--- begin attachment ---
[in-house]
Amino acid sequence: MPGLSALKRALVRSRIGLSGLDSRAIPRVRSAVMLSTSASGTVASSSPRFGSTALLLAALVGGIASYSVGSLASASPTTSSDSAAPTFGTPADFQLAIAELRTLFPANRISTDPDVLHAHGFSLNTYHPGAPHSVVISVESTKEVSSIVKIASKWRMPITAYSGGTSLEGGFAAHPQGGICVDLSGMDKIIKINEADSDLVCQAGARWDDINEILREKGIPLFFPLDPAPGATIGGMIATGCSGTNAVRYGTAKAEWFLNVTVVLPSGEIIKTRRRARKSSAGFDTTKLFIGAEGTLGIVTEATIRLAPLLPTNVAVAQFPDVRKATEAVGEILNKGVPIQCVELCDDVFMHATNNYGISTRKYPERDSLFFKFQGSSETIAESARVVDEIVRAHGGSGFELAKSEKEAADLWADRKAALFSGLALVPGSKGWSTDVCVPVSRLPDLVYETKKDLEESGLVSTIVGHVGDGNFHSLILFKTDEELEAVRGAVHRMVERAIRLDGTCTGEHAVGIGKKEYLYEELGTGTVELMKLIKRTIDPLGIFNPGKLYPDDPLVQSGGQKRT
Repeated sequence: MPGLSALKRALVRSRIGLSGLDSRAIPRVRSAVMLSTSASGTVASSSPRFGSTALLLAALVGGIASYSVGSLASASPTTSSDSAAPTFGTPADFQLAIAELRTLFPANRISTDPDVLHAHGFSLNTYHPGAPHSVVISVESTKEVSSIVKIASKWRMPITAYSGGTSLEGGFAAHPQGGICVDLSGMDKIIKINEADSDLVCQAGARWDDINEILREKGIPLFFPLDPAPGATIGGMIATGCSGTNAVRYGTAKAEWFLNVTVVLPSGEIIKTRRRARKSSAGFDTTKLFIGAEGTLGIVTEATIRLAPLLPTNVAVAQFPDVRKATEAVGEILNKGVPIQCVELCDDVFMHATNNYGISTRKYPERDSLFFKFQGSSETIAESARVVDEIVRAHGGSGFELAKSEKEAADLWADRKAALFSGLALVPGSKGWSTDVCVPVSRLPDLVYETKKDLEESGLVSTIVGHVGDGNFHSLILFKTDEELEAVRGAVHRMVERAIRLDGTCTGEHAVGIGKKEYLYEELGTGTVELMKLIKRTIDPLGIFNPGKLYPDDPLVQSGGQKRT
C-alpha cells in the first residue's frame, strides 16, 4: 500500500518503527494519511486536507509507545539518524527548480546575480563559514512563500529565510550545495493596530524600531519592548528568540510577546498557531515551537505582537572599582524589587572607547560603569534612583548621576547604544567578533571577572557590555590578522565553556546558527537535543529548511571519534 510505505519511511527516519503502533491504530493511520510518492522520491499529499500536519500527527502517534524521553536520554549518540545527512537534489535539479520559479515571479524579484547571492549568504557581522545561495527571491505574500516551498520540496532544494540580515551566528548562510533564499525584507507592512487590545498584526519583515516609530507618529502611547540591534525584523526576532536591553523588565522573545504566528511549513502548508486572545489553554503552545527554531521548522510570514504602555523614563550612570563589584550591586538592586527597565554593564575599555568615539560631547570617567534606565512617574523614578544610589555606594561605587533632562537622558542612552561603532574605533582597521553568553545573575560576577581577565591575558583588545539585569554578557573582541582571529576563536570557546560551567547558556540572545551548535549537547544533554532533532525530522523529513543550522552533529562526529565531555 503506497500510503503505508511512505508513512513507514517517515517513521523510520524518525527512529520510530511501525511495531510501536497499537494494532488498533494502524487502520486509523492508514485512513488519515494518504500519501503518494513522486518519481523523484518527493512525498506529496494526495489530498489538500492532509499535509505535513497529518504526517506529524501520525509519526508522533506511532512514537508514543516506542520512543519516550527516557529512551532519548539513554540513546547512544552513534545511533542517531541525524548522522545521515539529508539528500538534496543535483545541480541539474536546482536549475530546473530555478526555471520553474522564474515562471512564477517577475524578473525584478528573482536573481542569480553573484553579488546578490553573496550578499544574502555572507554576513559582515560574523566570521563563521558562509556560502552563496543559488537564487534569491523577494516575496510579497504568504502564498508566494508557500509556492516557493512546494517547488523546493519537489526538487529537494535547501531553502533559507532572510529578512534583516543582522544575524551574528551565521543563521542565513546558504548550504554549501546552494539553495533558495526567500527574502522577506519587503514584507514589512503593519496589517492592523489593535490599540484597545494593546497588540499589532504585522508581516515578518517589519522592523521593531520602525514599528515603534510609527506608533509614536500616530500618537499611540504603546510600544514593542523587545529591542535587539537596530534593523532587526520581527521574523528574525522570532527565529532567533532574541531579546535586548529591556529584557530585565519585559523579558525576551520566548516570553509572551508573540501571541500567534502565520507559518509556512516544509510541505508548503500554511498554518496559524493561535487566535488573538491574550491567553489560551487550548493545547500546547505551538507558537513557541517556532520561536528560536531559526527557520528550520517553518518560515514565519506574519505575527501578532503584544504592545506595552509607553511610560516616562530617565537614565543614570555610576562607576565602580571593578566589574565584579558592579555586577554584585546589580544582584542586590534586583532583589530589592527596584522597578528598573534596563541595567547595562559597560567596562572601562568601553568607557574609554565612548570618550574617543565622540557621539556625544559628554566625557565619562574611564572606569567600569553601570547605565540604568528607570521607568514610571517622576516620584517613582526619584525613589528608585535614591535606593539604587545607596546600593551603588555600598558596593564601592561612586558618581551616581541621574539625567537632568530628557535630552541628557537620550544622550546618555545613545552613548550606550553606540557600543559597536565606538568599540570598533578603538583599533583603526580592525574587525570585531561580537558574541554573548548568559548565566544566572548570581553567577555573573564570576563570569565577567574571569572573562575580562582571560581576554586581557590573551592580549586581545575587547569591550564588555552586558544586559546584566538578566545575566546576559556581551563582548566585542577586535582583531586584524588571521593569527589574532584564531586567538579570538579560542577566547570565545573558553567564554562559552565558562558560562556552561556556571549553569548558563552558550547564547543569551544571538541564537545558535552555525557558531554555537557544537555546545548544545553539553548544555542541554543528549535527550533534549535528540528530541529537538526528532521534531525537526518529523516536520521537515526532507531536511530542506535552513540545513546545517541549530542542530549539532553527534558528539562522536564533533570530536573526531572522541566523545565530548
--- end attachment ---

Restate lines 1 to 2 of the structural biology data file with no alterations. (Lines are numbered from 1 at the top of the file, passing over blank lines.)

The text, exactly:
[in-house]
Amino acid sequence: MPGLSALKRALVRSRIGLSGLDSRAIPRVRSAVMLSTSASGTVASSSPRFGSTALLLAALVGGIASYSVGSLASASPTTSSDSAAPTFGTPADFQLAIAELRTLFPANRISTDPDVLHAHGFSLNTYHPGAPHSVVISVESTKEVSSIVKIASKWRMPITAYSGGTSLEGGFAAHPQGGICVDLSGMDKIIKINEADSDLVCQAGARWDDINEILREKGIPLFFPLDPAPGATIGGMIATGCSGTNAVRYGTAKAEWFLNVTVVLPSGEIIKTRRRARKSSAGFDTTKLFIGAEGTLGIVTEATIRLAPLLPTNVAVAQFPDVRKATEAVGEILNKGVPIQCVELCDDVFMHATNNYGISTRKYPERDSLFFKFQGSSETIAESARVVDEIVRAHGGSGFELAKSEKEAADLWADRKAALFSGLALVPGSKGWSTDVCVPVSRLPDLVYETKKDLEESGLVSTIVGHVGDGNFHSLILFKTDEELEAVRGAVHRMVERAIRLDGTCTGEHAVGIGKKEYLYEELGTGTVELMKLIKRTIDPLGIFNPGKLYPDDPLVQSGGQKRT